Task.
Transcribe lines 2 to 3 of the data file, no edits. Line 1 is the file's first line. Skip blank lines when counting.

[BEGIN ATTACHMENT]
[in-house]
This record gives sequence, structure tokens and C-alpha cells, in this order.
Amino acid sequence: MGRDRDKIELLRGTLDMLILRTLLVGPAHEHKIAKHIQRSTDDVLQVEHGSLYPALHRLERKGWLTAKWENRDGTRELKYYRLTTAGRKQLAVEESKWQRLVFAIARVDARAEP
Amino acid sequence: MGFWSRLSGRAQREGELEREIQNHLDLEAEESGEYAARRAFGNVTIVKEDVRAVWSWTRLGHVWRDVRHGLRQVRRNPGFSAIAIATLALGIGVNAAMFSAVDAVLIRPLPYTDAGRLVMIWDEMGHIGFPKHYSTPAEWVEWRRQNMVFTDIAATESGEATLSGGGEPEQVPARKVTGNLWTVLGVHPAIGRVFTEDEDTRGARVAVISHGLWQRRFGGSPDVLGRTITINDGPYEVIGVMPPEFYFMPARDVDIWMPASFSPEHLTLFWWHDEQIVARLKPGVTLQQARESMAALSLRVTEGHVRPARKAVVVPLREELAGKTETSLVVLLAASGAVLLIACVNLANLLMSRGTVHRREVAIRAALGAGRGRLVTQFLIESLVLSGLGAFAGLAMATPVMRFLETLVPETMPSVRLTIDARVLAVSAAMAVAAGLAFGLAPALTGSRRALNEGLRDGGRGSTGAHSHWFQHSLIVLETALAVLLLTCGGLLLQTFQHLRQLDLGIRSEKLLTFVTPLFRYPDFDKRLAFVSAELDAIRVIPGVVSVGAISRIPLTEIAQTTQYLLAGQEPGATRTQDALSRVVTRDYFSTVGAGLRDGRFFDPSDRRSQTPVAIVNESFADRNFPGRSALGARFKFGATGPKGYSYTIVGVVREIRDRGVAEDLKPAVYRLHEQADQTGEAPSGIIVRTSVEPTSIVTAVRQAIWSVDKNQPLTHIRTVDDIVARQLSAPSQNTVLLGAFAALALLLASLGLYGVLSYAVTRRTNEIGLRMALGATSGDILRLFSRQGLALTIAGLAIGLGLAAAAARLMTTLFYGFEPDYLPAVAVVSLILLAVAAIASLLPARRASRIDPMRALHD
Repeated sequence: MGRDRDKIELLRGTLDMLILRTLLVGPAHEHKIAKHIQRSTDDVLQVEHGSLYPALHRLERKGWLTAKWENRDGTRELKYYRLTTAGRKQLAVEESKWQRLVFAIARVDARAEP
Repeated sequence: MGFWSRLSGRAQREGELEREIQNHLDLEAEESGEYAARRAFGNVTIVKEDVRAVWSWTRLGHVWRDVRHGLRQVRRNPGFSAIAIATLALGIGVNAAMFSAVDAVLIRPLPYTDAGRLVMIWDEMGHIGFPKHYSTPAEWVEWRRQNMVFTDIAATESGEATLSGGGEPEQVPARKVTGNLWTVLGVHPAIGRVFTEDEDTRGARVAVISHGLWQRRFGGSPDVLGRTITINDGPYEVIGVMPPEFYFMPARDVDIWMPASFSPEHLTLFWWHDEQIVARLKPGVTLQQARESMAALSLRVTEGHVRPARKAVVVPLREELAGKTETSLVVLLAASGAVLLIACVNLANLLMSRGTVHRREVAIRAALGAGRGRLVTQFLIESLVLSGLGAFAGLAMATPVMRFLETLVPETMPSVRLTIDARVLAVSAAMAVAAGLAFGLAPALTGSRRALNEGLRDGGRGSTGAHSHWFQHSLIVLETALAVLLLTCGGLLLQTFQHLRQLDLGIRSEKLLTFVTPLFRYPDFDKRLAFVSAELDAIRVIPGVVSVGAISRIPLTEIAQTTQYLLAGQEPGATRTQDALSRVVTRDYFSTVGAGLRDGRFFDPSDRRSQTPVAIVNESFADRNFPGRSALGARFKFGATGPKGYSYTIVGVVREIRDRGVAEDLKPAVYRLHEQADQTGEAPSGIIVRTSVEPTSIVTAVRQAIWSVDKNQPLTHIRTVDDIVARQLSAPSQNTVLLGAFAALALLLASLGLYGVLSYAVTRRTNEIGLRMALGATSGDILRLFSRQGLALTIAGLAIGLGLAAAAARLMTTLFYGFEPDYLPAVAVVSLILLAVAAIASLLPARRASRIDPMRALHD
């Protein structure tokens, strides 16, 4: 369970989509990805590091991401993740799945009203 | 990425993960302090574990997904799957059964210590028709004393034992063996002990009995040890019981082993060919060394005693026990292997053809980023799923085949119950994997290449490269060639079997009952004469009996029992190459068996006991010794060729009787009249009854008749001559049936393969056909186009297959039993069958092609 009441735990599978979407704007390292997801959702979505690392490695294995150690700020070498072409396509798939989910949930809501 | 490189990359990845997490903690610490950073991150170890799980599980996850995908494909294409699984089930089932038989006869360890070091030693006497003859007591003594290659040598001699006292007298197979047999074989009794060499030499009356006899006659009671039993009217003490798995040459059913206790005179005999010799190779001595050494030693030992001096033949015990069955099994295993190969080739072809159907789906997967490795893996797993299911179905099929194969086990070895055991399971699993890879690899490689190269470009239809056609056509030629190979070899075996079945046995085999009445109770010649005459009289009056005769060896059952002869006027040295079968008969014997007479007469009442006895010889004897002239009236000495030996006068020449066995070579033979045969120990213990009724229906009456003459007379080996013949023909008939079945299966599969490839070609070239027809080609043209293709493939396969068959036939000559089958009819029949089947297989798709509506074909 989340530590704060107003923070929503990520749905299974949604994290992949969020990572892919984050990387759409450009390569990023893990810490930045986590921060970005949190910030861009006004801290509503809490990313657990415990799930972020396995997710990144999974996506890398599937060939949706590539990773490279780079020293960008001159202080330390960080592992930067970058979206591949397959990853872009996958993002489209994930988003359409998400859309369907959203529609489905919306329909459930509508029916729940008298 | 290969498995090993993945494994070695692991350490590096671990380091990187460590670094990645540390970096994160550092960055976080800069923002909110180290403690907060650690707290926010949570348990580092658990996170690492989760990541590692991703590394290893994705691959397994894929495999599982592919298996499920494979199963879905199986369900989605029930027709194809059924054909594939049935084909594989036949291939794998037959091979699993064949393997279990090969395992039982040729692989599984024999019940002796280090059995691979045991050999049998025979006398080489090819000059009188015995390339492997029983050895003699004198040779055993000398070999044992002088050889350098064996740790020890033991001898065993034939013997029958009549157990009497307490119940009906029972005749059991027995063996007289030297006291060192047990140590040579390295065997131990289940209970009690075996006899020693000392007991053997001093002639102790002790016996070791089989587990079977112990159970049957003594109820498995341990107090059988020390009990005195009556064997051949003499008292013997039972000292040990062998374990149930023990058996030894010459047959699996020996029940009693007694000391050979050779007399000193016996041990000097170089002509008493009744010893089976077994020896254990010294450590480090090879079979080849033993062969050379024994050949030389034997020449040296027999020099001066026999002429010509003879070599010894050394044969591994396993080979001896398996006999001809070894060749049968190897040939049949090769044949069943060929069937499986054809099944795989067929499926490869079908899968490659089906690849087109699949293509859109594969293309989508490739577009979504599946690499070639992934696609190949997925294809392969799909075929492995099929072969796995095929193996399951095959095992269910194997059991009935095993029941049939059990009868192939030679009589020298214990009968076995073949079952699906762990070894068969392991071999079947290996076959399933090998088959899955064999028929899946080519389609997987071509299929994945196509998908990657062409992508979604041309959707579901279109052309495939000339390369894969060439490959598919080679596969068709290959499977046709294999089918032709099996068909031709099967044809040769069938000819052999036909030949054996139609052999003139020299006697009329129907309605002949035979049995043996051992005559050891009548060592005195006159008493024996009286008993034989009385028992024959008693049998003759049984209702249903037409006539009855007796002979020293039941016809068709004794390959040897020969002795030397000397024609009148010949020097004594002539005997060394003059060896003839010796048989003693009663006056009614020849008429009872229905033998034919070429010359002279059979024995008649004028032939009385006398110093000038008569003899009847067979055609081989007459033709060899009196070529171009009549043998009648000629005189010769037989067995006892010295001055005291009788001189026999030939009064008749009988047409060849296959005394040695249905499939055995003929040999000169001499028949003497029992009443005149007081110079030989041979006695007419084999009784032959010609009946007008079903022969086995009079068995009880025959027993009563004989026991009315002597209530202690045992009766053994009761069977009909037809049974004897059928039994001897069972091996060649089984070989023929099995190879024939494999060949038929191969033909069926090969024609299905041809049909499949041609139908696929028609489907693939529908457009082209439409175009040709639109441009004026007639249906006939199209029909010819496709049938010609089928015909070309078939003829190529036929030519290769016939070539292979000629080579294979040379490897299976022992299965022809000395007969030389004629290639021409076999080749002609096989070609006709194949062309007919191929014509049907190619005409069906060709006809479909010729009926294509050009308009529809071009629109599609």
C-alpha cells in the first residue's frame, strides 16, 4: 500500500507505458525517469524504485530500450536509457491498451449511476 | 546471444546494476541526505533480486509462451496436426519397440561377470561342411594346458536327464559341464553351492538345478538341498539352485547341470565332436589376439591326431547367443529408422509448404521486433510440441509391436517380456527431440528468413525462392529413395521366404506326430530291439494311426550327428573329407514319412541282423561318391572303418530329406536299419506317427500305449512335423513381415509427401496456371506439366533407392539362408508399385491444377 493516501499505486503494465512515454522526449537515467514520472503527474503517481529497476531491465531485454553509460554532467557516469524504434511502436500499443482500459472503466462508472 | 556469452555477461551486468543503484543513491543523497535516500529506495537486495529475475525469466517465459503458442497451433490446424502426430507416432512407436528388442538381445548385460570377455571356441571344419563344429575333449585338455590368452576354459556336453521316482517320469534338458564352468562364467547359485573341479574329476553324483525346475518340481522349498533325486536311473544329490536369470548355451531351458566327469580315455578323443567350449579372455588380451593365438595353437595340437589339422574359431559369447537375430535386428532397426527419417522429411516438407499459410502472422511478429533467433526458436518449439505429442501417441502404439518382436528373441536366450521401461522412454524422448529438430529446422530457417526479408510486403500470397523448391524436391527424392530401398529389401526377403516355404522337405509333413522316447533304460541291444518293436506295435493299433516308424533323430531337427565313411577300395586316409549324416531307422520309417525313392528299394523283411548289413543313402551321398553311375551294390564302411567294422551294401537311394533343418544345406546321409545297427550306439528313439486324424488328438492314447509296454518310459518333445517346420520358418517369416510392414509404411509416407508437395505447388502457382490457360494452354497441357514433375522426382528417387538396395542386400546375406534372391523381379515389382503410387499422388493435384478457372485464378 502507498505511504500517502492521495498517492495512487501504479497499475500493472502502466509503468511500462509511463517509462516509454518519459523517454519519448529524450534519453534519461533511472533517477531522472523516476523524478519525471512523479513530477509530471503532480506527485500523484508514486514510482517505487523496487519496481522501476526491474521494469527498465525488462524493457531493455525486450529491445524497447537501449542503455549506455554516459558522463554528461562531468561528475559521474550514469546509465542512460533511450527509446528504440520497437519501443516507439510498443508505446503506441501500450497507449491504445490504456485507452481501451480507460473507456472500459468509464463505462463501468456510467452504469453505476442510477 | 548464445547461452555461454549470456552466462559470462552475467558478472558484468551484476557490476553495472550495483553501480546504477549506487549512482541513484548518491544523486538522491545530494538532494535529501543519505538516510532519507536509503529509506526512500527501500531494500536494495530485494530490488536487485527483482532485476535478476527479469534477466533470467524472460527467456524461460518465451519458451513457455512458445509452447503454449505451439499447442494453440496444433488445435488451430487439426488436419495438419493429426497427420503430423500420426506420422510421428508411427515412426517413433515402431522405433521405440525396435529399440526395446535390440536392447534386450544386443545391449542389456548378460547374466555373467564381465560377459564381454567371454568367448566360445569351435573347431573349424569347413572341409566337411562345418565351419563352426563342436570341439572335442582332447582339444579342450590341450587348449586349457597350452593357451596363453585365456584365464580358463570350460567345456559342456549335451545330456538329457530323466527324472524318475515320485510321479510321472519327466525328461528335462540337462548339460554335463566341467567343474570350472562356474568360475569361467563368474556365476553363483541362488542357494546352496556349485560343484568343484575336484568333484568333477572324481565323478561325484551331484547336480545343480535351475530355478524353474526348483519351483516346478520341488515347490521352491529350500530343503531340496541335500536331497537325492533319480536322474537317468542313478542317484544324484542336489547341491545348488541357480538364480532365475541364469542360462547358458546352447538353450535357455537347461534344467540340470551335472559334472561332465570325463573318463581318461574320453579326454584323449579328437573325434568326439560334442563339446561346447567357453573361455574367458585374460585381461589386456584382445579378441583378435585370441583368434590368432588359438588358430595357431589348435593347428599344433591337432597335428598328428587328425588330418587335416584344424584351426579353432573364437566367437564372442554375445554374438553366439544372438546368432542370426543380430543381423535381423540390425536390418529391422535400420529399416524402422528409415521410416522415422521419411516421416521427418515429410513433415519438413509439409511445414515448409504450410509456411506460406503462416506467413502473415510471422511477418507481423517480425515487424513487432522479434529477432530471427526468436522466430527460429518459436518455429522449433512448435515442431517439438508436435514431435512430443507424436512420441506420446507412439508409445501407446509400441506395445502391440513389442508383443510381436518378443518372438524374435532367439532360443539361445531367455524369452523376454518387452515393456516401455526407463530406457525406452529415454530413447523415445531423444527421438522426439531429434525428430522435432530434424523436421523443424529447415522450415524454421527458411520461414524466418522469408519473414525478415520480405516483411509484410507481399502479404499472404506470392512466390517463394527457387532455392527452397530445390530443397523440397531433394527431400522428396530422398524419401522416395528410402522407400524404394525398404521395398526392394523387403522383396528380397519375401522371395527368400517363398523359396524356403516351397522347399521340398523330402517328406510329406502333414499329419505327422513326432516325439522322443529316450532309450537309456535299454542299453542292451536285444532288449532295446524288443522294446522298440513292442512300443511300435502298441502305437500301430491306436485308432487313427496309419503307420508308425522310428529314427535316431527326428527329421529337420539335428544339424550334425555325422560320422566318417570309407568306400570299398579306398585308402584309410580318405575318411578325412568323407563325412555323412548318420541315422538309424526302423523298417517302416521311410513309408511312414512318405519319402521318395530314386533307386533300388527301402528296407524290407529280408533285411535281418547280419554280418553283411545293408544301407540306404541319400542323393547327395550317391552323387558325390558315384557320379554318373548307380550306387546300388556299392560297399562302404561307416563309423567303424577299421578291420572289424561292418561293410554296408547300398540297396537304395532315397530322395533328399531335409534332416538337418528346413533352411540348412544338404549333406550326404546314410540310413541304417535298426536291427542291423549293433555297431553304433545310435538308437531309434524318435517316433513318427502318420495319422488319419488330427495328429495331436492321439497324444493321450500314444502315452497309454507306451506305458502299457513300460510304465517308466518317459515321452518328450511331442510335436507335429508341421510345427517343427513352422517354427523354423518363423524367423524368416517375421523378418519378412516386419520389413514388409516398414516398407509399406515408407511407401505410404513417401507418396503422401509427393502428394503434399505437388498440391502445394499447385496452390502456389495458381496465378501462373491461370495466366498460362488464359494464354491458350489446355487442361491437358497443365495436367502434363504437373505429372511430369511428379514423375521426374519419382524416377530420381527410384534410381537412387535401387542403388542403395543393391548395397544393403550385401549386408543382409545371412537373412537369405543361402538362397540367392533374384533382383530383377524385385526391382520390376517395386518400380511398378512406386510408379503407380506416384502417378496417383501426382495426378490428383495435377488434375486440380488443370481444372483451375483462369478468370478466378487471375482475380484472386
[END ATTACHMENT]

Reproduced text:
This record gives sequence, structure tokens and C-alpha cells, in this order.
Amino acid sequence: MGRDRDKIELLRGTLDMLILRTLLVGPAHEHKIAKHIQRSTDDVLQVEHGSLYPALHRLERKGWLTAKWENRDGTRELKYYRLTTAGRKQLAVEESKWQRLVFAIARVDARAEP